_5398#\=_5410,
abs(_5398-_5404)#\=1,
_5398#\=_5404,
_5416 in 1..4,
abs(_5410-_5416)#\=1,
_5410#\=_5416,
abs(_5404-_5416)#\=2,
_5404#\=_5416,
_5410 in 1..4,
abs(_5404-_5410)#\=1,
_5404#\=_5410,
_5404 in 1..4.
```

```
?- n_queens(4,Qs).
Qs = [A, B, C, D],
A in 1..4, reads the value for `A` must be in the range `1..4`
abs(A-D)#\=3, reads the difference of the values between `A` and `D` must not equal 3
A#\=D, reads the value of `A` must not equal the value of `D`
abs(A-C)#\=2, reads the difference of the values between `A` and `C` must not equal 2
A#\=C, reads the value of `A` must not equal the value of `C`
abs(A-B)#\=1, reads the difference of the values between `A` and `B` must not equal 1
A#\=B, reads the value of `A` must not equal the value of `B`
D in 1..4, reads the value for `D` must be in the range `1..4`
abs(C-D)#\=1, reads the difference of the values between `C` and `D` must not equal 1
C#\=D, reads the value of `C` must not equal the value of `D`
abs(B-D)#\=2, reads the difference of the values between `B` and `D` must not equal 2
B#\=D, reads the value of `B` must not equal the value of `D`
C in 1..4, reads the value for `C` must be in the range `1..4`
abs(B-C)#\=1, reads the difference of the values between `B` and `C` must not equal 1
B#\=C, reads the value of `B` must not equal the value of `C`
B in 1..4. reads the value for `B` must be in the range `1..4`
```

That is a bit to take in but this being logic we can rearrange the statements and the meaning will be the same.

So grouping like statements, sorting by variable, then ordering groups by simplicity gives

```
`A in 1..4` reads the value for `A` must be in the range `1..4`
`B in 1..4` reads the value for `B` must be in the range `1..4`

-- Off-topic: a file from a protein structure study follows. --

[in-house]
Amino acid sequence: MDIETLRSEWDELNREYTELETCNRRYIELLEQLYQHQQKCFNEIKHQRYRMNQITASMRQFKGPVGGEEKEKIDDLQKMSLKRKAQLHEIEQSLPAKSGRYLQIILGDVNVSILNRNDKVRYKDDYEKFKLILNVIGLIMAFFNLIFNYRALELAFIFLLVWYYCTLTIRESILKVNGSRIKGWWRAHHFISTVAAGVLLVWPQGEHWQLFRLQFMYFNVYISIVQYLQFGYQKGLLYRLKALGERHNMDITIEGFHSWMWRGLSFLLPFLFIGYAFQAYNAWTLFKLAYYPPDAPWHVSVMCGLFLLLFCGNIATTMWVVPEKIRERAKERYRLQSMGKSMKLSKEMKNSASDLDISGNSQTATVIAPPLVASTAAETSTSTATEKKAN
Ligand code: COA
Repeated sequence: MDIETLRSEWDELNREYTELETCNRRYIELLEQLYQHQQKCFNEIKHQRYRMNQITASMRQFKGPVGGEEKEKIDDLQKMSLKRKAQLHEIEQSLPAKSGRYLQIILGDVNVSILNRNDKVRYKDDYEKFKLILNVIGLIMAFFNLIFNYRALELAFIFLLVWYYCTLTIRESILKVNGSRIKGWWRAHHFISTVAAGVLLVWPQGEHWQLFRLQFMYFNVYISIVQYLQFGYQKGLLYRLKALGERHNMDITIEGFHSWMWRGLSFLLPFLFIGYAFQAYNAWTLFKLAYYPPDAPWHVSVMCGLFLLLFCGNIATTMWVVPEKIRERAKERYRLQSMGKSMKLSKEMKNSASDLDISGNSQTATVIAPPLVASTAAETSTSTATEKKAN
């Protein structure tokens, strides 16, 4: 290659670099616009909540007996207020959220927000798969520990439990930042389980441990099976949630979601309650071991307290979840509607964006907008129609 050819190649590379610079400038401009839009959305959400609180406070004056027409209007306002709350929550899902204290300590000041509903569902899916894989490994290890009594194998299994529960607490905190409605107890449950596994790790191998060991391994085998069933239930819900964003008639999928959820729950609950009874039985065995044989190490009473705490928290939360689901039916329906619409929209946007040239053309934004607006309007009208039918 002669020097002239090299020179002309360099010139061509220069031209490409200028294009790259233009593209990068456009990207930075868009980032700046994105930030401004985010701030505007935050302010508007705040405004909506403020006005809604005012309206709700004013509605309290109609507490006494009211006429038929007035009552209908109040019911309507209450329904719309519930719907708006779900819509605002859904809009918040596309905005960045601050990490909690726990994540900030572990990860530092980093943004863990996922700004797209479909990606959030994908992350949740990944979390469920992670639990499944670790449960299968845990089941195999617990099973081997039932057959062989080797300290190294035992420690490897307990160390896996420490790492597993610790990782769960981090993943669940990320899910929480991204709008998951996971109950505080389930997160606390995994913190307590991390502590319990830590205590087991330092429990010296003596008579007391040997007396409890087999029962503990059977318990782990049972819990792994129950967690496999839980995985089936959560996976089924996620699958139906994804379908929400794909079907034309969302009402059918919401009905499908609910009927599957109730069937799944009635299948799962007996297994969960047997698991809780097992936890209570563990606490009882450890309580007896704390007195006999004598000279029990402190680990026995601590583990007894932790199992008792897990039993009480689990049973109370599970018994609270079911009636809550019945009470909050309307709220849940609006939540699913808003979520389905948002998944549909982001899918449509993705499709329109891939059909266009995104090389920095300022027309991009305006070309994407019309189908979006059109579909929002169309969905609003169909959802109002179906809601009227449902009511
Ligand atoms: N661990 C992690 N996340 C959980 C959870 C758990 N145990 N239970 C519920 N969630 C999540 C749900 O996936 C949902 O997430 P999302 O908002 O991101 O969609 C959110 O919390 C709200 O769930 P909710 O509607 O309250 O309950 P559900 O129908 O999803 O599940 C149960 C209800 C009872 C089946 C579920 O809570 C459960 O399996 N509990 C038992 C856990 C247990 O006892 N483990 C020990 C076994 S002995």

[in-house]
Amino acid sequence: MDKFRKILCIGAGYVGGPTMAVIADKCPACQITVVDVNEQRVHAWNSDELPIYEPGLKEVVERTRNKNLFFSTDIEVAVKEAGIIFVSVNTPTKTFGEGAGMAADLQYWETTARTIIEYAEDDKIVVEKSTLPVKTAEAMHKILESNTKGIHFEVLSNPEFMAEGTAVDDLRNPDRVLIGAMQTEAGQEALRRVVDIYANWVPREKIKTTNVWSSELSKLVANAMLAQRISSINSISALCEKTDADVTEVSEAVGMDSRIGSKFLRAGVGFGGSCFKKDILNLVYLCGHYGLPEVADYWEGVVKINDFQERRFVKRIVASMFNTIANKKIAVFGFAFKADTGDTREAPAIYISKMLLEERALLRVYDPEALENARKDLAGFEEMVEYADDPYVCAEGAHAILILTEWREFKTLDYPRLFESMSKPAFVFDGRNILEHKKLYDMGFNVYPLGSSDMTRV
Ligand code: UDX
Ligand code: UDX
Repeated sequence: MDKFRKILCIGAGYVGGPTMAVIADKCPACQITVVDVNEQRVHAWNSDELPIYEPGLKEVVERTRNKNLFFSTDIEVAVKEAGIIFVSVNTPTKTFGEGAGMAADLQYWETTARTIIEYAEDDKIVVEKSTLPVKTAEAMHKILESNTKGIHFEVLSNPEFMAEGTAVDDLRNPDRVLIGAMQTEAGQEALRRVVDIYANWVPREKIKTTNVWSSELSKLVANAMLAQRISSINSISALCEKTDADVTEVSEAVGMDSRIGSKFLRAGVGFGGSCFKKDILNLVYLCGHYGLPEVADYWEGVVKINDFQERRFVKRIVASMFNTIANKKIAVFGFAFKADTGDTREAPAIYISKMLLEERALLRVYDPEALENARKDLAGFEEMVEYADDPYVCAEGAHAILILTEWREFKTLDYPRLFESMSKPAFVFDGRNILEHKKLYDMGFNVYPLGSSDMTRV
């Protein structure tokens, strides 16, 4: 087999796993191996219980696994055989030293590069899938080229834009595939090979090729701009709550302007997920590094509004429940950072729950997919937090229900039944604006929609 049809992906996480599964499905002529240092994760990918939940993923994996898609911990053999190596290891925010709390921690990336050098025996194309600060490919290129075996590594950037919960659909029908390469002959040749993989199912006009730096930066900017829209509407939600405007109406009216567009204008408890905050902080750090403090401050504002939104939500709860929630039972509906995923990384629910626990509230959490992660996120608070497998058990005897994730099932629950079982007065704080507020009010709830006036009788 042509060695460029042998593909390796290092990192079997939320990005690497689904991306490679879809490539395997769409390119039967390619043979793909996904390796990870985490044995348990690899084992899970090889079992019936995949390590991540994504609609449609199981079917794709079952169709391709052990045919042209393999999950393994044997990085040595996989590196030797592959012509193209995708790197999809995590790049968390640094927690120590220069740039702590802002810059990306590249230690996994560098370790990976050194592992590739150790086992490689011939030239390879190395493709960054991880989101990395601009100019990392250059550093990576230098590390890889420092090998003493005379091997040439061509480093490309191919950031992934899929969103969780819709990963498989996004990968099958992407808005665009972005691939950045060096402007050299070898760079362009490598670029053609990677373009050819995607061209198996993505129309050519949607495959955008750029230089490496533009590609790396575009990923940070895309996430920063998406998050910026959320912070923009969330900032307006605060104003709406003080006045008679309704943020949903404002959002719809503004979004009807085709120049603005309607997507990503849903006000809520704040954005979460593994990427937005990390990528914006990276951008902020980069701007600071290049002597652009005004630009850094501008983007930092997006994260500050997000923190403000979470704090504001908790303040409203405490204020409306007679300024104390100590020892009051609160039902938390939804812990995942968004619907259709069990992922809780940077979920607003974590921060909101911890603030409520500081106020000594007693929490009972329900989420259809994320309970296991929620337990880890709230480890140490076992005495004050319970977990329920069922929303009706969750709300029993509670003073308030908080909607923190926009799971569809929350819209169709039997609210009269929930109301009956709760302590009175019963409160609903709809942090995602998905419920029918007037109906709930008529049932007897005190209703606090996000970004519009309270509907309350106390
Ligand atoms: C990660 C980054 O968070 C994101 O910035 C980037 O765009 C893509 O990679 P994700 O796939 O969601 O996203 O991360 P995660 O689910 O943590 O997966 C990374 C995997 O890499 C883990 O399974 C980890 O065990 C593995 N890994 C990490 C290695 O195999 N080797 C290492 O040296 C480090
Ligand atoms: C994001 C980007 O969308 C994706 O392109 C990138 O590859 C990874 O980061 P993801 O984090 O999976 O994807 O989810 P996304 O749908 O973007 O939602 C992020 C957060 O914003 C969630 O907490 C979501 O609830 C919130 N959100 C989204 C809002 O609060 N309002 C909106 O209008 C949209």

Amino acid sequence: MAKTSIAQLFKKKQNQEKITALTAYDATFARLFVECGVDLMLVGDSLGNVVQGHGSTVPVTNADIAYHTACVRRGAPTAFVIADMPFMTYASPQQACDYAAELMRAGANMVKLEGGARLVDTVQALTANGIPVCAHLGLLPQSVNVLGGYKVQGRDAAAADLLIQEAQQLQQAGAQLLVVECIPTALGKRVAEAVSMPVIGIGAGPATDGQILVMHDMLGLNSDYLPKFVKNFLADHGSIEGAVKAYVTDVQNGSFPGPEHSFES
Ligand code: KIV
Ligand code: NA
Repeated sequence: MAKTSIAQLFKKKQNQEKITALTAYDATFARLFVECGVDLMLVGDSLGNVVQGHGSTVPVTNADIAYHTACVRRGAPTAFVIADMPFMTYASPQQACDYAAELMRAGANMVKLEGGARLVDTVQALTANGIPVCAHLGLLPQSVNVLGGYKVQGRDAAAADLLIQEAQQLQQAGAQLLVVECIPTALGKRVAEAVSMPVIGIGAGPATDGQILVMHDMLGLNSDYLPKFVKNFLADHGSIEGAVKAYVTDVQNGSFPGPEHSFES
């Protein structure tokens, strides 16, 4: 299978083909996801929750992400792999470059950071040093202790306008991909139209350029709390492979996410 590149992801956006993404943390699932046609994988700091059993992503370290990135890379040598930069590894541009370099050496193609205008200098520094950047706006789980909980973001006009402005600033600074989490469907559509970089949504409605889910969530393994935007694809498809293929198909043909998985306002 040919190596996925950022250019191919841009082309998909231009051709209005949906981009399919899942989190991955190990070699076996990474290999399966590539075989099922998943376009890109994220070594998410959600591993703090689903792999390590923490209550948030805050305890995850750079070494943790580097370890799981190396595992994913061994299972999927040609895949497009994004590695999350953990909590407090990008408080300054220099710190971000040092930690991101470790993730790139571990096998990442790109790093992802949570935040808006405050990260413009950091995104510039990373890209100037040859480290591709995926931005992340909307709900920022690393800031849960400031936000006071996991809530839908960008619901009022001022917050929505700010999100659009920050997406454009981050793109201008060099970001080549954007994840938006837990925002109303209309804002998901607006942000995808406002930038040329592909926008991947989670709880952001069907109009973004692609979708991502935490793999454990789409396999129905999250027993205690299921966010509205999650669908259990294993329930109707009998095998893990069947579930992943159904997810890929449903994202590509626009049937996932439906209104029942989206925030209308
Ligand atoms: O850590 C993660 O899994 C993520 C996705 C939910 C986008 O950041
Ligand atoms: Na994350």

`D in 1..4` reads the value for `D` must be in the range `1..4`
`C in 1..4` reads the value for `C` must be in the range `1..4`
`A#\=B` reads the value of `A` must not equal the value of `B`
`A#\=C` reads the value of `A` must not equal the value of `C`
`A#\=D` reads the value of `A` must not equal the value of `D`
`B#\=C` reads the value of `B` must not equal the value of `C`
`B#\=D` reads the value of `B` must not equal the value of `D`
`C#\=D` reads the value of `C` must not equal the value of `D`
`abs(A-B)#\=1` reads the difference of the values between `A` and `B` must not equal 1
`abs(A-C)#\=2` reads the difference of the values between `A` and `C` must not equal 2
`abs(A-D)#\=3` reads the difference of the values between `A` and `D` must not equal 3
`abs(B-C)#\=1` reads the difference of the values between `B` and `C` must not equal 1
`abs(B-D)#\=2` reads the difference of the values between `B` and `D` must not equal 2
`abs(C-D)#\=1` reads the difference of the values between `C` and `D` must not equal 1
```

Now to explain the constraints and show how they relate to queens on a square board; note I say square board and not chess board because a chess board is 8x8 and this code works with different dimensional square boards.

`A in 1..4`

Means that the `A`

queen has to be placed in a position on the 4x4 board. When working with constraint problems you often find that what we as humans take for granted or think of a common sense need to be given as specific constraints, this is a point in case. Also learning that adding rules for common sense is sometimes one of the hardest task when creating AI solutions. While I can not find a reference, when the creators of Cyc were adding rules, the concept of time took a lot of time to get right (no pun intended). The remainder of the constraints like `A in 1..4`

just ensure that no queen is placed in a position off the board.

`A#\=B`

To better understand this constraint lets do a picture with a 4x4 board and white queens as a valid position and the black queen as an invalid position as defined by the constraint.

So `A`

is the white queen in row 1 and `B`

is the black queen in row 1. Since A can not equal B this says that if queen `A`

is in row 1 then queen `B`

can not be in row 1. As the rule is used with variables it means that for any row the `A`

queen is in the `B`

queen can not be in that row. The remainder of the constraints like `A#\=B`

just ensure that no two queens can be in the same row.

Think of this constraint as the horizontal attack for a queen.

`abs(A-B)#\=1`

To better understand this constraint lets do a picture with a 4x4 board and white queens as a valid position and the black queen as an invalid position as defined by the constraint.

There are four positions for `A`

`1,2,3,4`

but since the rule is symmetric horizontally (1 is the same a 4, and 2 is the same as 3) I will only do two of them.

When `A`

is 1.

Since `A`

is 1, `B`

can not be 2.